There is a fair amount of academic work describing methods to perform filtering on a sample to provide a fractional delay. One common way is to apply an FIR filter. However, to keep things simple, the method I chose was the Thiran approximation — the literature suggests that it performs the task reasonably well
, and has the advantage of not having to spend a whole lot of CPU cycles first transforming to the frequency domain (which an FIR filter requires)(edit: converting to the frequency domain isn’t necessary, thanks to the folks who pointed this out).
I’ve implemented all of this as a separate module in PulseAudio as a beamformer filter module.
Now it’s time for a confession. I’m a plumber, not a DSP ninja. My delay-sum beamformer doesn’t do a very good job. I suspect part of it is the limitation of the delay-sum approach, partly the use of an IIR filter (which the Thiran approximation is), and it’s also entirely possible there is a bug in my fractional delay implementation. Reviews and suggestions are welcome!
A Better Implementation
The astute reader has, by now, realised that we are already doing a bunch of processing on incoming audio during voice calls — I’ve written in the previous article about how the
webrtc-audio-processing engine provides echo cancellation, acoustic gain control, voice activity detection, and a bunch of other features.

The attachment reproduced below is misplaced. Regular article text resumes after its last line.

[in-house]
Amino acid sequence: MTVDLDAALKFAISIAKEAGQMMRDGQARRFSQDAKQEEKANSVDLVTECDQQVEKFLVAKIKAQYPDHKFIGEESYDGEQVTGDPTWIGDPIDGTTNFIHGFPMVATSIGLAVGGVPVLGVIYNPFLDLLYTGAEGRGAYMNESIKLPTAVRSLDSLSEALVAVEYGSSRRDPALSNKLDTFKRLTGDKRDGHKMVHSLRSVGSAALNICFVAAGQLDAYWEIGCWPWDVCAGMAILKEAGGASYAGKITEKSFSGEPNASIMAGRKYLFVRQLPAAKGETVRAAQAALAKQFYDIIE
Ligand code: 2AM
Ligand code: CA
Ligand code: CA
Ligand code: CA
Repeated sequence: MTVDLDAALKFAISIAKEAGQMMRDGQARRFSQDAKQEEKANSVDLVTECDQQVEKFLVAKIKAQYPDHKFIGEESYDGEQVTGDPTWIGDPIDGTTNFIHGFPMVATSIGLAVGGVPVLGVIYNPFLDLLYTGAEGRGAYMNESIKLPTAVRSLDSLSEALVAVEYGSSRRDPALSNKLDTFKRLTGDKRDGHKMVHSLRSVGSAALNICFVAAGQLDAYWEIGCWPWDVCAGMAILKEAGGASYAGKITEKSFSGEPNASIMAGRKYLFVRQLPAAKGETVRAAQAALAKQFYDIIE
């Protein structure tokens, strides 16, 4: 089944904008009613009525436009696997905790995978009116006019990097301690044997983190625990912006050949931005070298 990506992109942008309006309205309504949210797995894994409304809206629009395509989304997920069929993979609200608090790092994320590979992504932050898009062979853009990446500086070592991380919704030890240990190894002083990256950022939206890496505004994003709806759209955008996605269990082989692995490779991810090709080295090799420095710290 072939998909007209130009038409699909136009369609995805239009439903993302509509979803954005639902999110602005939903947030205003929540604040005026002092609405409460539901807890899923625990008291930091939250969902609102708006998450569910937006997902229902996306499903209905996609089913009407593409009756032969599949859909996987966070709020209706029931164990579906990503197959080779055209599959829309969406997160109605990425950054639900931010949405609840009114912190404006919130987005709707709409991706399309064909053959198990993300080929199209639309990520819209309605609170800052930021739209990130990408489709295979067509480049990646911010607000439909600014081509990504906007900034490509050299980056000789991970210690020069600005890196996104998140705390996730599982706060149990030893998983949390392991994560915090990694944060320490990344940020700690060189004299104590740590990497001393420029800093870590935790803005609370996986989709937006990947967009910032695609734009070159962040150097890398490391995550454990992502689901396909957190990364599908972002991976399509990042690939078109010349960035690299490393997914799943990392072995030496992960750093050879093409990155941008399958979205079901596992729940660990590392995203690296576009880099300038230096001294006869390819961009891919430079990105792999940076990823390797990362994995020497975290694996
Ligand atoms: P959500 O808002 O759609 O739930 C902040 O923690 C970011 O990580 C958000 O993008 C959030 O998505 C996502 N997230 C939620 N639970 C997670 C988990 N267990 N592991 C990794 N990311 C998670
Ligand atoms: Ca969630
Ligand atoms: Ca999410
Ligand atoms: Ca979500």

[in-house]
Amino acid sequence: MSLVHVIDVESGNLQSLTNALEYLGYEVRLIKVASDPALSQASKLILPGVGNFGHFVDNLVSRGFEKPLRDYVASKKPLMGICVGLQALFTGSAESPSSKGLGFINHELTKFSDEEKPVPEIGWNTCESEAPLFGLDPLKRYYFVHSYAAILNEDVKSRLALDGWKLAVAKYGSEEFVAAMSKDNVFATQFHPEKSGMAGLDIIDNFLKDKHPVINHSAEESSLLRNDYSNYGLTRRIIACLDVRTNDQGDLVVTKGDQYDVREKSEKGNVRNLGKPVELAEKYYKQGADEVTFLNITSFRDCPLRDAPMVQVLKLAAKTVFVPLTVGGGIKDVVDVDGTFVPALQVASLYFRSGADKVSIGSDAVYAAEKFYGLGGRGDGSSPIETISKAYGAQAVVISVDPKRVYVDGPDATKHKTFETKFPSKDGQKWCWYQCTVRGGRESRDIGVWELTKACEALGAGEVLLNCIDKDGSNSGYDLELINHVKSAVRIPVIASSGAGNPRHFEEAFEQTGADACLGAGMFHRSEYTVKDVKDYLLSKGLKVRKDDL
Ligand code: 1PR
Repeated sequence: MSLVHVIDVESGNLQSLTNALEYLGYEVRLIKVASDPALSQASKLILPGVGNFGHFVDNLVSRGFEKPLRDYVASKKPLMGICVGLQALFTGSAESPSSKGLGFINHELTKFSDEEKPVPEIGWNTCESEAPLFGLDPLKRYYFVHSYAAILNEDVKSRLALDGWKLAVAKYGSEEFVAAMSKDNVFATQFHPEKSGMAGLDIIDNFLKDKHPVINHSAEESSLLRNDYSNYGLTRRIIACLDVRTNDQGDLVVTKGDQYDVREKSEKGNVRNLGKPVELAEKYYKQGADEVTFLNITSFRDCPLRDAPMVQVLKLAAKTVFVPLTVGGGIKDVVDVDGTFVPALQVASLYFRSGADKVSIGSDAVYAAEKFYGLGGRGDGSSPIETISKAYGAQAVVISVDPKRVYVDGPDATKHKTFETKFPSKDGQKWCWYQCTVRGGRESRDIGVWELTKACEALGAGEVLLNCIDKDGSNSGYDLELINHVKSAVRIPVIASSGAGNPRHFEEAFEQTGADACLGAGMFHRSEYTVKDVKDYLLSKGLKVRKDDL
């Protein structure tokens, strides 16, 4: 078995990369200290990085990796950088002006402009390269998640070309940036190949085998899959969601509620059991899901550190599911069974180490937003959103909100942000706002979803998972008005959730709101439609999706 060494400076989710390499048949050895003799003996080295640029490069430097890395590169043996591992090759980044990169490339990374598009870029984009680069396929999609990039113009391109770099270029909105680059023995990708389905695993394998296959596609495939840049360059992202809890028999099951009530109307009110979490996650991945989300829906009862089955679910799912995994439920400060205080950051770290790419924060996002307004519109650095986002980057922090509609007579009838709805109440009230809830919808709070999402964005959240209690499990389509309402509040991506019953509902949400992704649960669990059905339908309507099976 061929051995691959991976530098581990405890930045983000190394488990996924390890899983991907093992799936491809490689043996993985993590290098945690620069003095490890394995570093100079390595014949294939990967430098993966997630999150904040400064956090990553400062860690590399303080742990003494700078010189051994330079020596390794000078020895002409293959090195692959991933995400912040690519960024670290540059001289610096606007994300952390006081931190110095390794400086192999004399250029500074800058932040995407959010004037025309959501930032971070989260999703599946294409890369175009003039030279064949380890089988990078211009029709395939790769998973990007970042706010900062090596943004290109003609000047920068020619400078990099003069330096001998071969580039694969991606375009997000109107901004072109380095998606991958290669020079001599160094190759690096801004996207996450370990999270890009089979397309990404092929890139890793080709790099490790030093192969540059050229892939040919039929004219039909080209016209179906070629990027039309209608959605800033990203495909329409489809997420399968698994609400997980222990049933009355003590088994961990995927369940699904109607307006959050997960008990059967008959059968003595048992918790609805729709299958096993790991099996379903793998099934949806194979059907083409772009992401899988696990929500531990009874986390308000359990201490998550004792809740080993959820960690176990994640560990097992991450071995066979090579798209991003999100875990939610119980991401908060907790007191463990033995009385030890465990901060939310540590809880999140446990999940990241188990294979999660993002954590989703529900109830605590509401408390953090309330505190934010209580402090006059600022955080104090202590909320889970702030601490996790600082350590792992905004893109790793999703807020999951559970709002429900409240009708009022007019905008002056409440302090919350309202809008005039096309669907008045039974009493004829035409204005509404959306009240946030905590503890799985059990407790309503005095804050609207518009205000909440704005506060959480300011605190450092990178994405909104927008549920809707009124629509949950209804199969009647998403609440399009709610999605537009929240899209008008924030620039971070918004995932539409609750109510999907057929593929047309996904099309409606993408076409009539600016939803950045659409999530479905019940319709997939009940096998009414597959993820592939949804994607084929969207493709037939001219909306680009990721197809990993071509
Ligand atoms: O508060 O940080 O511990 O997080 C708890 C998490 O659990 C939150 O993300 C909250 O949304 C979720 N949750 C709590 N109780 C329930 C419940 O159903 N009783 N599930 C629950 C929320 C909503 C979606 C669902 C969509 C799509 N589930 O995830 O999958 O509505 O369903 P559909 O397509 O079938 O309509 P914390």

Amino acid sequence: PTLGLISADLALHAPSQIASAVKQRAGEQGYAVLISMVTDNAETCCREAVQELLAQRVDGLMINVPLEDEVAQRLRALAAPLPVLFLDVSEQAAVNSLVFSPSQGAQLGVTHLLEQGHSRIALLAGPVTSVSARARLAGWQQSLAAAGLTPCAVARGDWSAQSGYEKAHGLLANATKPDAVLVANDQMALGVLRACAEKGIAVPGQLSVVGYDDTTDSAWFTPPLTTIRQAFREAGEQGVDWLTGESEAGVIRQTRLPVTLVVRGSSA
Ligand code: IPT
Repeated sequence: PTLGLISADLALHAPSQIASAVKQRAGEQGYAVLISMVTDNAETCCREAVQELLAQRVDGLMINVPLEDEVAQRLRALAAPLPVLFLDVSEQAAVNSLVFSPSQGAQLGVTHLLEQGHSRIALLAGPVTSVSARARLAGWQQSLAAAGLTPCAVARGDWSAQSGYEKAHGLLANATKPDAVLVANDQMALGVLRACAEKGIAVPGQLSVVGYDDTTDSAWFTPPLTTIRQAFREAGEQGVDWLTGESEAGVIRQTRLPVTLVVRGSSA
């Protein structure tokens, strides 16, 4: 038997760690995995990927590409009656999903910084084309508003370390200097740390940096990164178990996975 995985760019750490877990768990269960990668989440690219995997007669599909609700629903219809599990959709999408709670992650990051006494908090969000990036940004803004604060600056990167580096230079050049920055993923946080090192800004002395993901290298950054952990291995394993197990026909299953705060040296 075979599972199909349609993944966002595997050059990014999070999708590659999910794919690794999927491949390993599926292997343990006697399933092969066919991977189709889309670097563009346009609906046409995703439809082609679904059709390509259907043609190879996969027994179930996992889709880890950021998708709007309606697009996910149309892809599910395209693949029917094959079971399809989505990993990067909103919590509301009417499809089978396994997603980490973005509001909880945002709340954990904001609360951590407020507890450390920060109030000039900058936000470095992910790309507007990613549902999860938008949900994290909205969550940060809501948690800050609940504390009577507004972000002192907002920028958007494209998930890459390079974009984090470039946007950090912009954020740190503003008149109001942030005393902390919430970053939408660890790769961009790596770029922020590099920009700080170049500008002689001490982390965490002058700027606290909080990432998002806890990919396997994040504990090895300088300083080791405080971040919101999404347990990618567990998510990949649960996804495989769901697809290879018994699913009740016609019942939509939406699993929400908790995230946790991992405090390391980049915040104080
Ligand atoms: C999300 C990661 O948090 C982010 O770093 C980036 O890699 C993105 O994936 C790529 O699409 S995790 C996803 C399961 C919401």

Another feature that the library provides is — you guessed it — beamforming. The engineers at Google (who clearly are DSP ninjas) have a pretty good beamformer implementation, and this is also available via
module-echo-cancel. You do need to configure the microphone geometry yourself (which means you have to manually load the module at the moment). Details are on our wiki (thanks to Tanu for that!).
How well does this work? Let me show you. The image below is me talking to my laptop, which has two microphones about 4cm apart, on either side of the webcam, above the screen. First I move to the right of the laptop (about 60°, assuming straight ahead is 0°). Then I move to the left by about the same amount (the second speech spike). And finally I speak from the center (a couple of times, since I get distracted by my phone).
The upper section represents the microphone input — you’ll see two channels, one corresponding to each mic. The bottom part is the processed version, with echo cancellation, gain control, noise suppression, etc. and beamforming.
You can also listen to the actual recordings …
… and the processed output.
Feels like black magic, doesn’t it?
webrtc-audio-processing-based beamforming is already available for you to use. The downside is that you need to load the module manually, rather than have this automatically plugged in when needed (because we don’t have a way to store and retrieve the mic geometry). At some point, I would really like to implement a configuration framework within PulseAudio to allow users to set configuration from some external UI and have that be picked up as needed.
Nicolas Dufresne has done some work to wrap the
webrtc-audio-processing library functionality in a GStreamer element (and this is in master now). Adding support for beamforming to the element would also be good to have.
module-beamformer bits should be a good starting point for folks who want to wrap their own beamforming library and have it used in PulseAudio. Feel free to get in touch with me if you need help with that.